Amazon calculates a product’s star ratings based on a machine learned model instead of a raw data average. The model takes into account factors including the age of a rating, whether the ratings are from verified purchasers, and factors that establish reviewer trustworthiness.
I just completed reading of this book and the description didn't match with my expectations. Just to give some context. I am a QA director with over 25 years experience in the field of software engineering. I have the task to improve an existing team's knowledge around testing outside of the boundaries of the sunny day scenario and going bigger than just functional validation. None have seen or experienced what you can do with test automation, or approaching testing from a system or end to end point of view. They are very talented, they just haven't had a lot of exposure of what is possible outside of the "way its always been done" because of time.
When I read the description, I had my hopes on "Evil" expressing a level deeper of ideas or building blocks that one would approach when testing software outside of the bounds of just validating functional requirements. For example, with a distributed system, I would have liked to seen some real world examples of how folks should think about testing from an architectural perspective(vs. user) with various approaches or styles and why we should do it. I am a firm believer in system testing as it pertains to shaking out race conditions, triggering exceptions and finding memory leaks. I preach this to my team and push for this type of mentality and posture when testing a new project.
I read this book from cover to cover in 2 hours(It normally takes me longer than the average reader to get through a book, given that I am a visual thinker and sometimes have to reread). I was previewing this book in preparation to hand out to my whole team as a good thought exercise and allow the opportunity for folks to think differently and brainstorm fresh approaches. I think this book has some good tips on how to handle the culture around you and what your posture should be in certain situations(including looking at yourself), If you are looking for some high level test approaches and explanation of when and why they should apply and how to think about tackling them, this book won't get you there.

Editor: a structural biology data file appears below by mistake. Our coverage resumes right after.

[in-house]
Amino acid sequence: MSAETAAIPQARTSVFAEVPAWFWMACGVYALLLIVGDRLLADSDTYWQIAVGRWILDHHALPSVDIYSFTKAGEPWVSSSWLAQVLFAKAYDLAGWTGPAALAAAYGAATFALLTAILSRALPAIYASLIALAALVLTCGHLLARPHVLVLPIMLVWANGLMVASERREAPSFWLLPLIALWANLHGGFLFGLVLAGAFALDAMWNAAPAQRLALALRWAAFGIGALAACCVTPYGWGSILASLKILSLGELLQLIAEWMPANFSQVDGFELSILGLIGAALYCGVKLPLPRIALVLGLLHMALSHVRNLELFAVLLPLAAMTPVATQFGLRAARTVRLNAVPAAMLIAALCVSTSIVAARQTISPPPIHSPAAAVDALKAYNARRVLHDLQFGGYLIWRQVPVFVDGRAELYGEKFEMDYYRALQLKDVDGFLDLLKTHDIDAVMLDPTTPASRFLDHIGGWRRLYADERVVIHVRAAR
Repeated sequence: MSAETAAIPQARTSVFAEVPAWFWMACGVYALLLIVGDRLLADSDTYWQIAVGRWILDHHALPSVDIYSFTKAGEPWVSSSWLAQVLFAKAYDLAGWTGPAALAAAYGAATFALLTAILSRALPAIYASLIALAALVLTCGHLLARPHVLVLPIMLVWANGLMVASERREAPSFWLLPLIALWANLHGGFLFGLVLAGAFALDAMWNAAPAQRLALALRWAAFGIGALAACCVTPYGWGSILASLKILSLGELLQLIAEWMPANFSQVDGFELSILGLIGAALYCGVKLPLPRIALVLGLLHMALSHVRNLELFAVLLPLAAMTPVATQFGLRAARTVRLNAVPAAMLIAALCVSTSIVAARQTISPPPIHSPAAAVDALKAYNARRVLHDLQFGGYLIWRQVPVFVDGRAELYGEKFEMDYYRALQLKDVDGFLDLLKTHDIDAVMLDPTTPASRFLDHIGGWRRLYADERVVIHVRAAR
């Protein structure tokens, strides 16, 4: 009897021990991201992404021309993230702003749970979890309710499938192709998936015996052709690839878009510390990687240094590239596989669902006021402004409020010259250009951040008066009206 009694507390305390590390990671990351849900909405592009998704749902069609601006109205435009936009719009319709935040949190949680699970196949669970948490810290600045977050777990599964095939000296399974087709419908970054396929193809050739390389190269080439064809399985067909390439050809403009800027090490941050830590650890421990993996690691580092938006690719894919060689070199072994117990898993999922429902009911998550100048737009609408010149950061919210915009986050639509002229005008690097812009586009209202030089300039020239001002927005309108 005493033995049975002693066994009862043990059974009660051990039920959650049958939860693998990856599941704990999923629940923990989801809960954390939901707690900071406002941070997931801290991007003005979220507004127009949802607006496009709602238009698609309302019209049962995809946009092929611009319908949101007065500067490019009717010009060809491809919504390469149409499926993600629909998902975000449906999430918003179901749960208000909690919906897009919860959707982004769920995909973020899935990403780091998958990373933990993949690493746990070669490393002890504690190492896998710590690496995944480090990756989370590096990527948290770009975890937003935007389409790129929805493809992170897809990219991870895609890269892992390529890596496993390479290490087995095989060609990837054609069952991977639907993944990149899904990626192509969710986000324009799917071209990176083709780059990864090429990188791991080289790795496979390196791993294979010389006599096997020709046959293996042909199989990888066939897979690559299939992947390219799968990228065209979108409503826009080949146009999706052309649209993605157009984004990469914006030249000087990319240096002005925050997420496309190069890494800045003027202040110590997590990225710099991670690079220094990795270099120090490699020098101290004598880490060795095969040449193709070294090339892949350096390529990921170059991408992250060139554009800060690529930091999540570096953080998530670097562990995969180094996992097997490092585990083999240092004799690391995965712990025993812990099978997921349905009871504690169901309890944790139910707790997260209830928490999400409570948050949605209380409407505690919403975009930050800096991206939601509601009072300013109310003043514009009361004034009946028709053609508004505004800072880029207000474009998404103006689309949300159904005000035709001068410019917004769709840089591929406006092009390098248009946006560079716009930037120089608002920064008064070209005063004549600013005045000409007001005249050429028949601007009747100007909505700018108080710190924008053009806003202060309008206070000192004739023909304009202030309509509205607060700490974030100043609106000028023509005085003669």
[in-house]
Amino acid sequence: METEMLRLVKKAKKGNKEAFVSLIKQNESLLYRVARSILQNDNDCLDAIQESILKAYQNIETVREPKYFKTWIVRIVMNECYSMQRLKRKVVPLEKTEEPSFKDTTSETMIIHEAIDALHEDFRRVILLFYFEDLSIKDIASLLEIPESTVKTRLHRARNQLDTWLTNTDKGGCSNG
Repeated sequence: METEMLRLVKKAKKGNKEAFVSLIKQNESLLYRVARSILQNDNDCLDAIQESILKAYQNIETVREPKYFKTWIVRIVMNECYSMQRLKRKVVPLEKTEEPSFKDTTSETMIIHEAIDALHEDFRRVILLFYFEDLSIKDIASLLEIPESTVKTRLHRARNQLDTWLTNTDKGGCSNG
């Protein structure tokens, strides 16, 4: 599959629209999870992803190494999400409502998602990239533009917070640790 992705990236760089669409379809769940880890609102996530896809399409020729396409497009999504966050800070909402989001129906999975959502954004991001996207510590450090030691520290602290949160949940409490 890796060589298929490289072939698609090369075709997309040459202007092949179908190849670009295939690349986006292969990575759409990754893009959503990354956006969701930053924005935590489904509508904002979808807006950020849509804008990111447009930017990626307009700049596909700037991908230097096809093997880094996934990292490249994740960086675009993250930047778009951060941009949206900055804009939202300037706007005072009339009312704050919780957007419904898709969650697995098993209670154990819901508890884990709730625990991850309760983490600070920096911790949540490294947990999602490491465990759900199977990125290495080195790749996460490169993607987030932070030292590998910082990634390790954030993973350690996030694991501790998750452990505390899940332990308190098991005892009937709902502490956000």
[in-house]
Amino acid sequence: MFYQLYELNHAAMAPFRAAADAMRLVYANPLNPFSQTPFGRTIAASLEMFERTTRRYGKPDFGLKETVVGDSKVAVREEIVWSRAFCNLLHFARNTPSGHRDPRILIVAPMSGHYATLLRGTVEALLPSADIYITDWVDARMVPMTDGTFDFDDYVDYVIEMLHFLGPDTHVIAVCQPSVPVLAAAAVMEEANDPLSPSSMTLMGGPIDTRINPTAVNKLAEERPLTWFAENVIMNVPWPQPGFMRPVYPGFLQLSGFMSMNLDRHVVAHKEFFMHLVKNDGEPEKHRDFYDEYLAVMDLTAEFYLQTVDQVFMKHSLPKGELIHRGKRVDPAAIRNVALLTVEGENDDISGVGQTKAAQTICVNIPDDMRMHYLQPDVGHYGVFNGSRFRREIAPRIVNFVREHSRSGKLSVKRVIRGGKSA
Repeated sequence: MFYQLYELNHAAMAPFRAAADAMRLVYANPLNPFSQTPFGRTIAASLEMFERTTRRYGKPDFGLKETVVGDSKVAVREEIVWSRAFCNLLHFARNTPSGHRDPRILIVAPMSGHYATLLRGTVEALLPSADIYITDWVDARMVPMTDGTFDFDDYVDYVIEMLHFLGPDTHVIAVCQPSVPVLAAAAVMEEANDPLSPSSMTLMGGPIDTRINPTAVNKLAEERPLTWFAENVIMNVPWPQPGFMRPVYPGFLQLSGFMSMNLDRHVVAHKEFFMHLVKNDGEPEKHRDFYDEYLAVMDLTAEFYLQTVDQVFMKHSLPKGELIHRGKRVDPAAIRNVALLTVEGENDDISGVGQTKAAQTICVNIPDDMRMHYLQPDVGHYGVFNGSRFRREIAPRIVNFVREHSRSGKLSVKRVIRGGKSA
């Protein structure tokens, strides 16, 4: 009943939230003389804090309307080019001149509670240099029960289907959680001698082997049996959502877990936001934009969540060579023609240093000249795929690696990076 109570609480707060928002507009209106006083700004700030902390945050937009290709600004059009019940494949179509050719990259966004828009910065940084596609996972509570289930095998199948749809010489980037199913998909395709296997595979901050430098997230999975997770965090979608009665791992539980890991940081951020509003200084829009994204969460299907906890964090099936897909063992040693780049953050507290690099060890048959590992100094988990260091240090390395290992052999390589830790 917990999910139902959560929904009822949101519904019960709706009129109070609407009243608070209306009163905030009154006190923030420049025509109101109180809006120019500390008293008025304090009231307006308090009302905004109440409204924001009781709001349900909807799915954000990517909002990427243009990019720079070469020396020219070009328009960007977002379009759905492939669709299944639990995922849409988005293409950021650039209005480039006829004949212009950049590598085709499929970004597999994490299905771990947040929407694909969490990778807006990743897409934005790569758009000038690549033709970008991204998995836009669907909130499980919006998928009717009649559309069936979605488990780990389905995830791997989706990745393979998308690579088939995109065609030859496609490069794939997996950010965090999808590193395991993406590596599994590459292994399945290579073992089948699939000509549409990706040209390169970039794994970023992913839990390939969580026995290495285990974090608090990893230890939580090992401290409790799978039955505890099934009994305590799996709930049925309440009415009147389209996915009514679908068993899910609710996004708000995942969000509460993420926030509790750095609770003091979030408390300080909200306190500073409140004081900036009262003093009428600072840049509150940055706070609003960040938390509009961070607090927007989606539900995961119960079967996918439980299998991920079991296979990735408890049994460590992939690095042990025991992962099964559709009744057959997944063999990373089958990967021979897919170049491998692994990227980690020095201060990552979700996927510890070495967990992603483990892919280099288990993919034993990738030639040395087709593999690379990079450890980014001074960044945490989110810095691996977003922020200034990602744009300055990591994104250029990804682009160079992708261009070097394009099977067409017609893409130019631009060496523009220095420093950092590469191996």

If you are currently a test engineer and you like to hear someone answer common office gripes in a comical way, you may get a few laughs. .
A must-read for software testers at all experience levels, in all contexts. This book has Evil metrics! It has great cartoons! It's hilarious, while making excellent points. Sample: (answer to question about certifications): "...I will not say “do not take it”. It is your money, consequently, your choice. "
And it's pragmatic. For example, on getting involved in projects early, don't start writing up testing strategies and plans, but reflect on what value you can add, think about project risks, avoid wasting your time if you can't add enough value.
Dear Evil Tester is thought-provoking, like the answer to "Why do we have labels?" "Use normal dictionary words", what an interesting idea! The author even channels Dr. Seuss.
My favorite parts are when Evil Tester shares his own experiences. It's good to know other people have fallen into and struggled out of the same pitfalls as I have. If you're still early in your testing career, these stories could help you *avoid* the pitfalls!
I'm sad he doesn't recommend any of the books I co-authored, nevertheless, I recommend Dear Evil Tester to you.